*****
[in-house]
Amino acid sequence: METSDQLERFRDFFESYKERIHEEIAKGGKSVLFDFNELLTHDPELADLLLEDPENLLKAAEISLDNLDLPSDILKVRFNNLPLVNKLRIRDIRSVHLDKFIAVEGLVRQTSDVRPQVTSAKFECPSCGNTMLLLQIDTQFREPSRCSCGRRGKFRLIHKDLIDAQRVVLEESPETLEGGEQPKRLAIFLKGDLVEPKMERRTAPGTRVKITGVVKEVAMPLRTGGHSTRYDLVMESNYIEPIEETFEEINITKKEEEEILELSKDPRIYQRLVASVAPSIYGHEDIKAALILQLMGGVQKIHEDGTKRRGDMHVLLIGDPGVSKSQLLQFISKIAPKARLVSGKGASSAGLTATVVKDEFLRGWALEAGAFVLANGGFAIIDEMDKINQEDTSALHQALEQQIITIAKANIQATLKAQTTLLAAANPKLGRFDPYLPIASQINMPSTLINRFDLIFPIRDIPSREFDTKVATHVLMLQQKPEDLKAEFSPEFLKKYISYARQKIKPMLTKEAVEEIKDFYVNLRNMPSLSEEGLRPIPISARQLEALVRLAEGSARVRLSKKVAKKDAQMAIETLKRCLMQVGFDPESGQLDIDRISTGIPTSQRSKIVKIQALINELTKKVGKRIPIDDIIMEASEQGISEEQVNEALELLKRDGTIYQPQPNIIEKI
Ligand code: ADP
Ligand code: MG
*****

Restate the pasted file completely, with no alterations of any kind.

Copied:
[in-house]
Amino acid sequence: METSDQLERFRDFFESYKERIHEEIAKGGKSVLFDFNELLTHDPELADLLLEDPENLLKAAEISLDNLDLPSDILKVRFNNLPLVNKLRIRDIRSVHLDKFIAVEGLVRQTSDVRPQVTSAKFECPSCGNTMLLLQIDTQFREPSRCSCGRRGKFRLIHKDLIDAQRVVLEESPETLEGGEQPKRLAIFLKGDLVEPKMERRTAPGTRVKITGVVKEVAMPLRTGGHSTRYDLVMESNYIEPIEETFEEINITKKEEEEILELSKDPRIYQRLVASVAPSIYGHEDIKAALILQLMGGVQKIHEDGTKRRGDMHVLLIGDPGVSKSQLLQFISKIAPKARLVSGKGASSAGLTATVVKDEFLRGWALEAGAFVLANGGFAIIDEMDKINQEDTSALHQALEQQIITIAKANIQATLKAQTTLLAAANPKLGRFDPYLPIASQINMPSTLINRFDLIFPIRDIPSREFDTKVATHVLMLQQKPEDLKAEFSPEFLKKYISYARQKIKPMLTKEAVEEIKDFYVNLRNMPSLSEEGLRPIPISARQLEALVRLAEGSARVRLSKKVAKKDAQMAIETLKRCLMQVGFDPESGQLDIDRISTGIPTSQRSKIVKIQALINELTKKVGKRIPIDDIIMEASEQGISEEQVNEALELLKRDGTIYQPQPNIIEKI
Ligand code: ADP
Ligand code: MG